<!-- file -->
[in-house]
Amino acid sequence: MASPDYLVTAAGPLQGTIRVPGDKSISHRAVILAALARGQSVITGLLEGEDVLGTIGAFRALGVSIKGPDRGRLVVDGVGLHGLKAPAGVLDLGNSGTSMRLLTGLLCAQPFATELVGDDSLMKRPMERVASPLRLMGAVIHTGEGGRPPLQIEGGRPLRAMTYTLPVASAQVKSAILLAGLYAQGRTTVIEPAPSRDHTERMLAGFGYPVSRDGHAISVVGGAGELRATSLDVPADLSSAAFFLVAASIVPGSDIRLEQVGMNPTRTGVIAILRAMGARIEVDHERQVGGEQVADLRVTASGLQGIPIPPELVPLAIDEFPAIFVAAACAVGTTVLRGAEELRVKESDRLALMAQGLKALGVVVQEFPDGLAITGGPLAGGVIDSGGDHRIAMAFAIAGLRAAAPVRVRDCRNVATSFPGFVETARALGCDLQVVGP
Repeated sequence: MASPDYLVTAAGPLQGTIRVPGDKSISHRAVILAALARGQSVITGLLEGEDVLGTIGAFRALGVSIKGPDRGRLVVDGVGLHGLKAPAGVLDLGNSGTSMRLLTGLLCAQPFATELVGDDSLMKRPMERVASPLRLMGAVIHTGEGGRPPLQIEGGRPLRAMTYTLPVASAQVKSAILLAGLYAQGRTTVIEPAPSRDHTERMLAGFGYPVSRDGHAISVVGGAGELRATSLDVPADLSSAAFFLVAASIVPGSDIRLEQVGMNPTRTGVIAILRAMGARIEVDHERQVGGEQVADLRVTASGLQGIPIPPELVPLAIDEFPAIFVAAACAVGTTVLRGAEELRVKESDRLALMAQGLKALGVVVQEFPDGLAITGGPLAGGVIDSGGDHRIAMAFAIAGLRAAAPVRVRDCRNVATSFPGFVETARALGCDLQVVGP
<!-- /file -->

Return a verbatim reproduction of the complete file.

[in-house]
Amino acid sequence: MASPDYLVTAAGPLQGTIRVPGDKSISHRAVILAALARGQSVITGLLEGEDVLGTIGAFRALGVSIKGPDRGRLVVDGVGLHGLKAPAGVLDLGNSGTSMRLLTGLLCAQPFATELVGDDSLMKRPMERVASPLRLMGAVIHTGEGGRPPLQIEGGRPLRAMTYTLPVASAQVKSAILLAGLYAQGRTTVIEPAPSRDHTERMLAGFGYPVSRDGHAISVVGGAGELRATSLDVPADLSSAAFFLVAASIVPGSDIRLEQVGMNPTRTGVIAILRAMGARIEVDHERQVGGEQVADLRVTASGLQGIPIPPELVPLAIDEFPAIFVAAACAVGTTVLRGAEELRVKESDRLALMAQGLKALGVVVQEFPDGLAITGGPLAGGVIDSGGDHRIAMAFAIAGLRAAAPVRVRDCRNVATSFPGFVETARALGCDLQVVGP
Repeated sequence: MASPDYLVTAAGPLQGTIRVPGDKSISHRAVILAALARGQSVITGLLEGEDVLGTIGAFRALGVSIKGPDRGRLVVDGVGLHGLKAPAGVLDLGNSGTSMRLLTGLLCAQPFATELVGDDSLMKRPMERVASPLRLMGAVIHTGEGGRPPLQIEGGRPLRAMTYTLPVASAQVKSAILLAGLYAQGRTTVIEPAPSRDHTERMLAGFGYPVSRDGHAISVVGGAGELRATSLDVPADLSSAAFFLVAASIVPGSDIRLEQVGMNPTRTGVIAILRAMGARIEVDHERQVGGEQVADLRVTASGLQGIPIPPELVPLAIDEFPAIFVAAACAVGTTVLRGAEELRVKESDRLALMAQGLKALGVVVQEFPDGLAITGGPLAGGVIDSGGDHRIAMAFAIAGLRAAAPVRVRDCRNVATSFPGFVETARALGCDLQVVGP